“Why do the pansies all look so crappy this year?” she asked, in a tone I didn’t like. I stood there, staring into the brightest sun all the while being pummeled with raindrops from the cloud that was more above me than her at that particular time. I looked up, shrugged – and walked back into my little greenhouse and got back to my work.
I was standing at the counter at River St. one day last season with a line up of eager gardeners to tend to. I looked up to a voice asking “Do you recognize me? Do you know who I am?” I blinked in confusion, knowing the voice, not recognizing who it was coming from…It was Nick. Cancer had taken him. I knew him but didn’t, and it was heartbreaking. That huge line of gardeners were all silent - those who saw my reaction and heard; I couldn’t help but cry while I worked for a while after that. That moment with Nick was brief; it was my last.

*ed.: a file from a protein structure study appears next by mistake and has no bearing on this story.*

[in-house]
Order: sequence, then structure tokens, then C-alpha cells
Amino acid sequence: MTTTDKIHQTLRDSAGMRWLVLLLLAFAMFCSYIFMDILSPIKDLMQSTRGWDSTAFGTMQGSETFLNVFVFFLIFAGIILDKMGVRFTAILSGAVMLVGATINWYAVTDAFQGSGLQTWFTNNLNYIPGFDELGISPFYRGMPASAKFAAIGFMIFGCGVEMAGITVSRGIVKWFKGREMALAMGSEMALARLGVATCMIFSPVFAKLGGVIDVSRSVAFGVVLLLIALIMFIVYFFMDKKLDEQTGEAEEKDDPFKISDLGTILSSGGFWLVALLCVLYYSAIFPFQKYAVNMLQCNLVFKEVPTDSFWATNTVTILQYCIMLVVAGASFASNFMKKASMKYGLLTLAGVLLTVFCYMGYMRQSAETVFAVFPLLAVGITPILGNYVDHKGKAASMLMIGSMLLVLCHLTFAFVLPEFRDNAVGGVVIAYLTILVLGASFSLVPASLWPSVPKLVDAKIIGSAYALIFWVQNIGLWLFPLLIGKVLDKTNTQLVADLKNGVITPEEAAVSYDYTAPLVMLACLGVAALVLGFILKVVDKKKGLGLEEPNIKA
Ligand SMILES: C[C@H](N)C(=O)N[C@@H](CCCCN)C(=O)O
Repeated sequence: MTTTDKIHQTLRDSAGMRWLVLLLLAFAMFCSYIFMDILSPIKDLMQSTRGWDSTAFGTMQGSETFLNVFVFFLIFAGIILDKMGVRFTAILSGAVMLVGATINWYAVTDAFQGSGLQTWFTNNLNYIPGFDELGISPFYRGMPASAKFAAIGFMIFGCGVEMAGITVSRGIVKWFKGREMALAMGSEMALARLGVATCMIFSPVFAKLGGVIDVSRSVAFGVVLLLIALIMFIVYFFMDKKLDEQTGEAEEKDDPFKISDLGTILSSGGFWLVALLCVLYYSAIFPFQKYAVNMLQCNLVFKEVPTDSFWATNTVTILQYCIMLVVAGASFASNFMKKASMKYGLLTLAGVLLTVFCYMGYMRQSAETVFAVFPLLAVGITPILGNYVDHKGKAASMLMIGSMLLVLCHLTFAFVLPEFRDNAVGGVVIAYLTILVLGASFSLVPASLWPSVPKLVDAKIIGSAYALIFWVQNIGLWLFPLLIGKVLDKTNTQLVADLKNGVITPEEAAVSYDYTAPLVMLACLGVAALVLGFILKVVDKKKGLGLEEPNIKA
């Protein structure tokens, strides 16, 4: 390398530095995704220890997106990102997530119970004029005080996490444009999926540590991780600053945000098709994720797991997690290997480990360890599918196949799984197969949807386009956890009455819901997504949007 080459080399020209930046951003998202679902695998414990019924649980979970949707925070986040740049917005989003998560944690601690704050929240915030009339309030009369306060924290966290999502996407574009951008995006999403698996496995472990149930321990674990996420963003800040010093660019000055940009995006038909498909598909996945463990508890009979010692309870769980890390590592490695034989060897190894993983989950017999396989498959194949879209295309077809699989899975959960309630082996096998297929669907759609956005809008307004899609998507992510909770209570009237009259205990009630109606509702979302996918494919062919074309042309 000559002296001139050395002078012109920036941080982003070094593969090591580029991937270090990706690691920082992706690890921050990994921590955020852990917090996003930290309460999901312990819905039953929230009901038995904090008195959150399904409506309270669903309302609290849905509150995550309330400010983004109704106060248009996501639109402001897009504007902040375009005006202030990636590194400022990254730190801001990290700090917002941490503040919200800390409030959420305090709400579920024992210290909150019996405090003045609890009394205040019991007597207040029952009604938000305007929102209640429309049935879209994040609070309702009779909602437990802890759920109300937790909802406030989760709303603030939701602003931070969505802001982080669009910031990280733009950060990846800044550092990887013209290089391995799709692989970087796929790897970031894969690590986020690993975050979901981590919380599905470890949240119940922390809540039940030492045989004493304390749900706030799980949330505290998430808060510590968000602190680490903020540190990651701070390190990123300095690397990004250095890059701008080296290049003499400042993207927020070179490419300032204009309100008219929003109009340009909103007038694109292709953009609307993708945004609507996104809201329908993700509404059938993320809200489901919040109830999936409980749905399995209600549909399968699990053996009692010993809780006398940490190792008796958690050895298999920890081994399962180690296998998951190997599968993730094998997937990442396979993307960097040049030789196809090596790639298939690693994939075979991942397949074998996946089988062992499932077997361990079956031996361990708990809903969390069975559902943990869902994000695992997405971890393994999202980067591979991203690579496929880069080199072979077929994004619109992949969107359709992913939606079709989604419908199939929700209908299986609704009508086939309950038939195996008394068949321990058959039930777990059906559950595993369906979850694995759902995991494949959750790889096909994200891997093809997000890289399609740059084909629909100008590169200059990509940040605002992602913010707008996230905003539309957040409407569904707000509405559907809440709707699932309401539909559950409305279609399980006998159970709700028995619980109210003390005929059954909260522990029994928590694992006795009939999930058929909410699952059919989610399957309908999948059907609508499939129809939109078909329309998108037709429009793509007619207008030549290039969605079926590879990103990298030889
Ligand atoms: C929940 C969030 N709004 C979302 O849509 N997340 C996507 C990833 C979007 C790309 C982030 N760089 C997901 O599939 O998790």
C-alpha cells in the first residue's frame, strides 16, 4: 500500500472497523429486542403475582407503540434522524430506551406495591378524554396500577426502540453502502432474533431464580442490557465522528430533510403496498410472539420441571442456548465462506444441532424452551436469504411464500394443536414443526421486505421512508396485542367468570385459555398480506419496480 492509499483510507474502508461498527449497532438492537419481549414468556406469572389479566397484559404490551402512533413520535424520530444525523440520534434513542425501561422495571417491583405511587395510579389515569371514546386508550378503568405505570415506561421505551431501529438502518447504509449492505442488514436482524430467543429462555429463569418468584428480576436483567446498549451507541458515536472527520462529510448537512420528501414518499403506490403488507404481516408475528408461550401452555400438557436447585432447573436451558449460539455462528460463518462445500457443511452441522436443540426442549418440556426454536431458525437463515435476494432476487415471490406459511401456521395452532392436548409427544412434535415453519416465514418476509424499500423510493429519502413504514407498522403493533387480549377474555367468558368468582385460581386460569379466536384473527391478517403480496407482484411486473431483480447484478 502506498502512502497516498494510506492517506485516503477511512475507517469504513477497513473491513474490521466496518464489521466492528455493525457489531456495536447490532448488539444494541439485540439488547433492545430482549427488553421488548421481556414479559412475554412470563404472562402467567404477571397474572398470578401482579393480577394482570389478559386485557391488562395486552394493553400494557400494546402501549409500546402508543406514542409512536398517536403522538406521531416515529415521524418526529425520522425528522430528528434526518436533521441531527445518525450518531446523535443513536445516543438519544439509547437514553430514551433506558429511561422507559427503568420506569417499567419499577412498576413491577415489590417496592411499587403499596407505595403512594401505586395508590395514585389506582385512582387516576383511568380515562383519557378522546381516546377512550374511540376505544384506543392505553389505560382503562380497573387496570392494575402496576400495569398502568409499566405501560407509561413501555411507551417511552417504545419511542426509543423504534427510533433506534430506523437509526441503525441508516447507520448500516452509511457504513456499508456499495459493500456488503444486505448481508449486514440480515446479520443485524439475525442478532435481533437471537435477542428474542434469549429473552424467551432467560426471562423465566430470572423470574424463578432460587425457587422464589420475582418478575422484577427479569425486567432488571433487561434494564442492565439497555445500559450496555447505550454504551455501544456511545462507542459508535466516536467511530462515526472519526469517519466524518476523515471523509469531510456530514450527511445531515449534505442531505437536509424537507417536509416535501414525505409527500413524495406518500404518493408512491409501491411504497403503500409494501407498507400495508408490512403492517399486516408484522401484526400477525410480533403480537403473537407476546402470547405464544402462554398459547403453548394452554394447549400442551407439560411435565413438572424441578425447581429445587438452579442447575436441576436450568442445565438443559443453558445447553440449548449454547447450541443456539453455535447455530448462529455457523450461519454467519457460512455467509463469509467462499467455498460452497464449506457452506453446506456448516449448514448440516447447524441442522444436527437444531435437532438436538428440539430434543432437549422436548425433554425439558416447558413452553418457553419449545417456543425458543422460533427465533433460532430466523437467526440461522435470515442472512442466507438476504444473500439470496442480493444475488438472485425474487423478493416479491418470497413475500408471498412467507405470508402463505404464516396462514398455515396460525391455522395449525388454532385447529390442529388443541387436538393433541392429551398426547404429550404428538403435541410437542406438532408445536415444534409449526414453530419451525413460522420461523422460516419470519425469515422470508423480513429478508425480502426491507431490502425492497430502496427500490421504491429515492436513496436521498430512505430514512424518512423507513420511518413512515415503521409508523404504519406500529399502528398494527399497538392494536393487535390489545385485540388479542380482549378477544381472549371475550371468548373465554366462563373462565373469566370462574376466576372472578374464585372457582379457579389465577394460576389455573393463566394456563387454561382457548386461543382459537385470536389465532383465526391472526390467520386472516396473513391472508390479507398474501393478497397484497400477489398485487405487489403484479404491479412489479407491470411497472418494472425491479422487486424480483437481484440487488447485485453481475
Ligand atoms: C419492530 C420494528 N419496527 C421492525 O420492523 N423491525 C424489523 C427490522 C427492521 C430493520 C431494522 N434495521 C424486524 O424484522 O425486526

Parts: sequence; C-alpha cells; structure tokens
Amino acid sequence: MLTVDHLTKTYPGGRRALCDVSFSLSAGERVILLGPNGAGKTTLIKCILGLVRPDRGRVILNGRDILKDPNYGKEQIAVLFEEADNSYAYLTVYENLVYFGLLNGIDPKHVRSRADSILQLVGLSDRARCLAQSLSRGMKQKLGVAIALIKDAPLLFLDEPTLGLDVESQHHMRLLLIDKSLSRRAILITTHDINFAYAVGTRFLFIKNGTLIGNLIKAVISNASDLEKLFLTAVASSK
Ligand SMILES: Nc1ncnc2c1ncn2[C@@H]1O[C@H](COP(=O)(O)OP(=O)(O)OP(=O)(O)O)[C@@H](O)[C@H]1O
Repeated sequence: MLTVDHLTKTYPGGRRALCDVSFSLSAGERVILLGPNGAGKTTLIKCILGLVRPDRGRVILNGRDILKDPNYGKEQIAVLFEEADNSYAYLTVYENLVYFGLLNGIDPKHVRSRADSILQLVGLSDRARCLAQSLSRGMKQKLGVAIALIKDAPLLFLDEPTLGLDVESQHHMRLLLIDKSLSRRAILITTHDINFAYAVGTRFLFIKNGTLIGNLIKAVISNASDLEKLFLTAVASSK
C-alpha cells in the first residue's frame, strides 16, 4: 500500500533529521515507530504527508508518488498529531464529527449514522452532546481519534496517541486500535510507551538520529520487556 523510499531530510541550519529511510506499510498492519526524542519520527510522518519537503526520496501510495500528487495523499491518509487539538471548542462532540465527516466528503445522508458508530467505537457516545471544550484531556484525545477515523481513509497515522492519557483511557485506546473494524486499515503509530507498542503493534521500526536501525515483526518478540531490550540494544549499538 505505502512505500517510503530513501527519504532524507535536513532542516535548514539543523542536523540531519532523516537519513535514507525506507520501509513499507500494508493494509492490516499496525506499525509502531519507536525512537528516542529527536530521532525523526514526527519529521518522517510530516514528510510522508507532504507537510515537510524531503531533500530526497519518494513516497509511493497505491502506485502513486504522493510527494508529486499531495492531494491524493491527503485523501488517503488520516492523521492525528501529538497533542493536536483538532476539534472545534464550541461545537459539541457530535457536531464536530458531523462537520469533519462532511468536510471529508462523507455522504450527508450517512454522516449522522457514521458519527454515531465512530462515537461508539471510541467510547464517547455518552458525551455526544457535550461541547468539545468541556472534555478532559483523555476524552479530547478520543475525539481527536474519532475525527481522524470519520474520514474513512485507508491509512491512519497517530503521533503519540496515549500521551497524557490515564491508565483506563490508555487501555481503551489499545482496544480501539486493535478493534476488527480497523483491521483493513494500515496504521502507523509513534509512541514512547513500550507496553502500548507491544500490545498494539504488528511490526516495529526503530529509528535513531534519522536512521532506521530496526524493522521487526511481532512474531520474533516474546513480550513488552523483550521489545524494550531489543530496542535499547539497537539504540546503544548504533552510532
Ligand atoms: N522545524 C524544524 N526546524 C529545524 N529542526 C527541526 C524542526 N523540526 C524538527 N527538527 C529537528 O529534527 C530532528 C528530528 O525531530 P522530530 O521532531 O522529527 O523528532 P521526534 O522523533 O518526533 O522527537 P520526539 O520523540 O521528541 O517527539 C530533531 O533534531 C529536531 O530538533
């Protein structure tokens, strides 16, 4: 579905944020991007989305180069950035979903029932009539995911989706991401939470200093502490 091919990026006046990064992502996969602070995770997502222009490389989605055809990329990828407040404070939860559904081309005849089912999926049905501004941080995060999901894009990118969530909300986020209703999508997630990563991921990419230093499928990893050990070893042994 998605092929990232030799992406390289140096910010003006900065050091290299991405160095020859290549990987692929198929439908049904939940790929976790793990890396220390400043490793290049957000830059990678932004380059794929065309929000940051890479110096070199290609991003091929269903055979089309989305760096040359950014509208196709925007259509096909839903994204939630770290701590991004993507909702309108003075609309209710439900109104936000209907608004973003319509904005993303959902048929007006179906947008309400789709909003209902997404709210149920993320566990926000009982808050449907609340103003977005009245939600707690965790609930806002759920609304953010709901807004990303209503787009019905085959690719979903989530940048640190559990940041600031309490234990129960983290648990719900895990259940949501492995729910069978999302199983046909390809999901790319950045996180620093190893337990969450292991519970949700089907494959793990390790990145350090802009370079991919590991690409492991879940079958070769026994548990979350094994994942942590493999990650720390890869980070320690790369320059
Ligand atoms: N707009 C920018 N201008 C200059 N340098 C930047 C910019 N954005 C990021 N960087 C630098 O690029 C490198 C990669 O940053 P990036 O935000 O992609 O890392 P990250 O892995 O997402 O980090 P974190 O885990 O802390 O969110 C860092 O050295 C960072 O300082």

My mother has been researching her family tree and it turns out my great grandfather was a Nick (story currently unfolding); an my great grandfather of my father’s side was a gardener for the city of Utrecht.
The influences and memories of many father’s, and family’s and stories and personal confessions made at the greenhouse – it’s in these experiences I absorb the most pleasure at this time of year. I love planting season for what it is, and selling season only (wellll, mostly) for these moments.
Math professor, bee keeper, chicken farmer, my Dad